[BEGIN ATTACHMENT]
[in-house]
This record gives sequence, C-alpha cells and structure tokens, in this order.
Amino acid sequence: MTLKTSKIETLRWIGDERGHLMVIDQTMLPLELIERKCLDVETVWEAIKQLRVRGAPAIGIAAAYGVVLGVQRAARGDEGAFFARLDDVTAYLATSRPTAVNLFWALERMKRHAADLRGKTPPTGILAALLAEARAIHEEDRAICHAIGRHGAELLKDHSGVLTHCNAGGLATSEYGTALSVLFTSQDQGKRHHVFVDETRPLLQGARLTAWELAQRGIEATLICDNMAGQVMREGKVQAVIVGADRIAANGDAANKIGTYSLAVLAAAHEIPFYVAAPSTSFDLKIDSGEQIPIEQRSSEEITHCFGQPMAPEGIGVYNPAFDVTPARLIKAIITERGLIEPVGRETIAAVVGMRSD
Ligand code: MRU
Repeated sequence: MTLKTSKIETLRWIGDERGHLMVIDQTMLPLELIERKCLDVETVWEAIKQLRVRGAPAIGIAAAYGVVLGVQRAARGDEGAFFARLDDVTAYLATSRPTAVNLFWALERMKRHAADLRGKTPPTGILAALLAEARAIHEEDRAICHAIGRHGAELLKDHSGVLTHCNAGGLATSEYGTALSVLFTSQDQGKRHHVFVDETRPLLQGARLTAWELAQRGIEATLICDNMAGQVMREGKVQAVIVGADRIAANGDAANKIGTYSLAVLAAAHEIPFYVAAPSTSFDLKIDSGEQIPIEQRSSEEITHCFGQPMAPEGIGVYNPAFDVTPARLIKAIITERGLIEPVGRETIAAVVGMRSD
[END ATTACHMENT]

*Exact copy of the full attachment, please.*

[in-house]
This record gives sequence, C-alpha cells and structure tokens, in this order.
Amino acid sequence: MTLKTSKIETLRWIGDERGHLMVIDQTMLPLELIERKCLDVETVWEAIKQLRVRGAPAIGIAAAYGVVLGVQRAARGDEGAFFARLDDVTAYLATSRPTAVNLFWALERMKRHAADLRGKTPPTGILAALLAEARAIHEEDRAICHAIGRHGAELLKDHSGVLTHCNAGGLATSEYGTALSVLFTSQDQGKRHHVFVDETRPLLQGARLTAWELAQRGIEATLICDNMAGQVMREGKVQAVIVGADRIAANGDAANKIGTYSLAVLAAAHEIPFYVAAPSTSFDLKIDSGEQIPIEQRSSEEITHCFGQPMAPEGIGVYNPAFDVTPARLIKAIITERGLIEPVGRETIAAVVGMRSD
Ligand code: MRU
Repeated sequence: MTLKTSKIETLRWIGDERGHLMVIDQTMLPLELIERKCLDVETVWEAIKQLRVRGAPAIGIAAAYGVVLGVQRAARGDEGAFFARLDDVTAYLATSRPTAVNLFWALERMKRHAADLRGKTPPTGILAALLAEARAIHEEDRAICHAIGRHGAELLKDHSGVLTHCNAGGLATSEYGTALSVLFTSQDQGKRHHVFVDETRPLLQGARLTAWELAQRGIEATLICDNMAGQVMREGKVQAVIVGADRIAANGDAANKIGTYSLAVLAAAHEIPFYVAAPSTSFDLKIDSGEQIPIEQRSSEEITHCFGQPMAPEGIGVYNPAFDVTPARLIKAIITERGLIEPVGRETIAAVVGMRSD